Saturday, April 9, 2022
Our day began early for a dry landing on Sullivan Bay which was located on the southeastern side of Santiago Island.
On our ride in the dinghy we spotted Galápagos penguins which were endangered! Our two dinghy’s watched them on the rocks and then watched as they jumped into the water!
Fernando shared yesterday that this hike would be hard and with the heat and humidity he wasn’t kidding! The walk was filled with pahoehoe, which is lava that looked like pieces of rope! This formed around 100 years ago.
It was a very eerie landscape to walk on. We were all drenched by the end of our hike!
The hardened lava flow!
On our hike we did see some small Mollugo plants that were growing in the lava fissures.
A lava cactus was also spotted!
After our hike we took a dinghy ride back on board and put on our wetsuits and picked up our snorkeling gear for our first opportunity to snorkel! We purchased off of Amazon our own wetsuit so we didn’t need to rent one and we also brought our own mask and snorkel which was very convenient. The ship provided the fins and a mesh bag with our cabin number on it so our equipment was always kept together. It was a very efficient process. Once we were ready we boarded the dinghy again to the area where we would be snorkeling and we snorkeled off the dinghy! We all were excited for our first snorkeling experience in Sullivan Bay. Dave took video and pictures with his GoPro and I had our inexpensive underwater camera. The pictures below were taken with the underwater camera and no flash because it was prohibited. The national park felt that flash photography could impact the animals behavior.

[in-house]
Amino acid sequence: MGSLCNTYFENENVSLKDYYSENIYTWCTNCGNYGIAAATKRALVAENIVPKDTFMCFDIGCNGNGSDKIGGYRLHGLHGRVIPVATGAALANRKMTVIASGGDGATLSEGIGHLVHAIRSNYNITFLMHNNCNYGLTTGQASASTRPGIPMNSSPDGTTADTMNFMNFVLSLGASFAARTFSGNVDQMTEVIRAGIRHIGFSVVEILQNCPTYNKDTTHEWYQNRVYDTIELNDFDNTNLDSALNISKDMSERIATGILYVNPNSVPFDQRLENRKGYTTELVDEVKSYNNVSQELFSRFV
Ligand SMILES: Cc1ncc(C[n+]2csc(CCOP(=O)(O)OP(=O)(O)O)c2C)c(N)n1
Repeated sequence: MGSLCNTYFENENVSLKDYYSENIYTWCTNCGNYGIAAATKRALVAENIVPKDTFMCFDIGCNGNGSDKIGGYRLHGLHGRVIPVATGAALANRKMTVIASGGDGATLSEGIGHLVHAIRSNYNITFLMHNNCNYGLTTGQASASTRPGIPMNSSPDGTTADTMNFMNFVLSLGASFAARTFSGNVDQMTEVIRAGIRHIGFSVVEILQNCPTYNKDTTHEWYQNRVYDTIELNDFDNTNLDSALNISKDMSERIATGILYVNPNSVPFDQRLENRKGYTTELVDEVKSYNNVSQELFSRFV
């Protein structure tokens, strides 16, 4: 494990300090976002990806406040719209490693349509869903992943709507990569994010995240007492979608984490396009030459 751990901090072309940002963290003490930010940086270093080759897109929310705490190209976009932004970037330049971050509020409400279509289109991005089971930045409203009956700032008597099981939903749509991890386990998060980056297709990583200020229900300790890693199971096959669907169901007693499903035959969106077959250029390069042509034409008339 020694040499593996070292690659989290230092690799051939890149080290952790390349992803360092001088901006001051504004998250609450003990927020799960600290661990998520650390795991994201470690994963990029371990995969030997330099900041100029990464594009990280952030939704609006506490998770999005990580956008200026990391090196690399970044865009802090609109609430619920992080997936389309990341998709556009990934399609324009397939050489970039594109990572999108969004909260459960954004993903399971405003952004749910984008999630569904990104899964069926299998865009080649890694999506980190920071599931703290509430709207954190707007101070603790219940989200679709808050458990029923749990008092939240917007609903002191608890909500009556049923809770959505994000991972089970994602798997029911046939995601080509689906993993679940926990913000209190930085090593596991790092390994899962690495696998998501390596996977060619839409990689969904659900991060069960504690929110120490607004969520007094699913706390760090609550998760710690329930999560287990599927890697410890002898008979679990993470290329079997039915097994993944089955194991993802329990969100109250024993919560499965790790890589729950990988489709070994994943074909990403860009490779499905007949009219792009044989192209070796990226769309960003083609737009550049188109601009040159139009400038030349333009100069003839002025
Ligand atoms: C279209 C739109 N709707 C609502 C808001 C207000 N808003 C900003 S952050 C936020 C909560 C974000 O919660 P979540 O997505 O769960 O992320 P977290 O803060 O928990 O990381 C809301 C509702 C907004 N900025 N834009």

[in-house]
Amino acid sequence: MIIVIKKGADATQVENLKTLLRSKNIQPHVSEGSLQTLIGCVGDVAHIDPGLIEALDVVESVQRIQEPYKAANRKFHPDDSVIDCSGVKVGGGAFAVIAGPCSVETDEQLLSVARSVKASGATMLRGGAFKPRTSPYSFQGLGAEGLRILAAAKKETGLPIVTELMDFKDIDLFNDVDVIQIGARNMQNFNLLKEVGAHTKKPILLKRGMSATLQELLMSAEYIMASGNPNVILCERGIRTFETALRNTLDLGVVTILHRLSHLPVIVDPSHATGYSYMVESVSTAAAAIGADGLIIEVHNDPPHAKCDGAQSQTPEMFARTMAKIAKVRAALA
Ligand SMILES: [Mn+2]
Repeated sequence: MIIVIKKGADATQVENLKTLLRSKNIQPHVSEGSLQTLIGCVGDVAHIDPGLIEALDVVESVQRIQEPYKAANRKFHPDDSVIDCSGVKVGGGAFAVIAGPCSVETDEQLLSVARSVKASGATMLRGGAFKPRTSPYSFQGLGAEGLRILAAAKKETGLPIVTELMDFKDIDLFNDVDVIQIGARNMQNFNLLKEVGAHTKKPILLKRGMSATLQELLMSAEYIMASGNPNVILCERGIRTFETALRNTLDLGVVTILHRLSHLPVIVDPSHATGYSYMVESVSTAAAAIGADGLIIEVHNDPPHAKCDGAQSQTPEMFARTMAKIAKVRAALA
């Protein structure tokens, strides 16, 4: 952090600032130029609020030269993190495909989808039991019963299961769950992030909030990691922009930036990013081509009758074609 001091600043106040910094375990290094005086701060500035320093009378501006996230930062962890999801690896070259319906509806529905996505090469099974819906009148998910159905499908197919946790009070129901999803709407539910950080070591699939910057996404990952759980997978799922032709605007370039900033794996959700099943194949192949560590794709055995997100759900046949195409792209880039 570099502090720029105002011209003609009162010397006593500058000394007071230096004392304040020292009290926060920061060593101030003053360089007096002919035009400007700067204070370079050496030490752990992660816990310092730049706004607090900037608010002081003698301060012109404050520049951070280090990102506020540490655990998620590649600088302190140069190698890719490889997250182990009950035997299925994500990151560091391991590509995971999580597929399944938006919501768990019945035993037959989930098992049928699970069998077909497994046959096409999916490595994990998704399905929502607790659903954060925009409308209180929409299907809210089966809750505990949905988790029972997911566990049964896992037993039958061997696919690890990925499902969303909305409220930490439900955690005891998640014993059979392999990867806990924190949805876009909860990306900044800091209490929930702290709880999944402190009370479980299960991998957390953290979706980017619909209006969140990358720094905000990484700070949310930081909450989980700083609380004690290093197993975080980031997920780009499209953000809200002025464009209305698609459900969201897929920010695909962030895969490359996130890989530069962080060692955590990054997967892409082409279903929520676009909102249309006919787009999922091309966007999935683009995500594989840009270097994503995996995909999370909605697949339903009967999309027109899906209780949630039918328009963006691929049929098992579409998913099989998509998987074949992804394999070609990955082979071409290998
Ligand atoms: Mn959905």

After a delicious lunch we sailed to Rabida Island and had a wet landing from the dinghy to explore the beach and the trails. The beach here was red sand!
On our hike we saw sea lions and lizards!
We observed an American Oystercatcher female watching over her eggs and the male oystercatcher nervously looking on as we hiked by.
A Galápagos land iguana is endemic to the islands. Endemic means that is is only found here.
There were seven different species of lava lizards that resided in the Galápagos Islands. They were called lava lizards because they spend a lot of time moving across lava rocks. Predators included snakes, scopions, Galápagos hawks, herons and sometimes from other lava lizards!
We saw a Galápagos Mockingbird. It is endemic to the islands.
The prickly pear cactus is endemic to the islands and there were six different species that could be found. We also saw Palo Santo trees on Rabida Island. Two species of the tree could be found and this picture shows the species that is endemic and can’t be found anywhere else in the world!
As we walked we observed a Galápagos Dove which is an endemic species. You could recognize it by its red feet and its striking blue eye ring. They ate mainly seeds and insects.
We observed ground finches that were endemic to the Galápagos Islands and ate mainly seeds.
After our hike we got ready to snorkel from the beach.
It was a busy day but we enjoyed the hiking and snorkeling that was filled with land and marine life that was unique to the Galápagos Islands.
This evening our Naturalist guide, Fernando, gave a lecture called the “Enchanted Islands”. He discussed the weather and how the islands are volcanic. He also gave the briefing for tomorrow’s activities.
The visibility was clear so they woke us up to go see the Wolf Volcano on the western side of Isabela Island so we could see the lava flows. Unfortunately we passed by at night. We didn’t get to view it during the daylight.
The captain got us within half a mile before sailing on to our next stop. Almost all of us were up on the top deck watching this phenomenon. Then back to bed to get some sleep before our early start in the morning!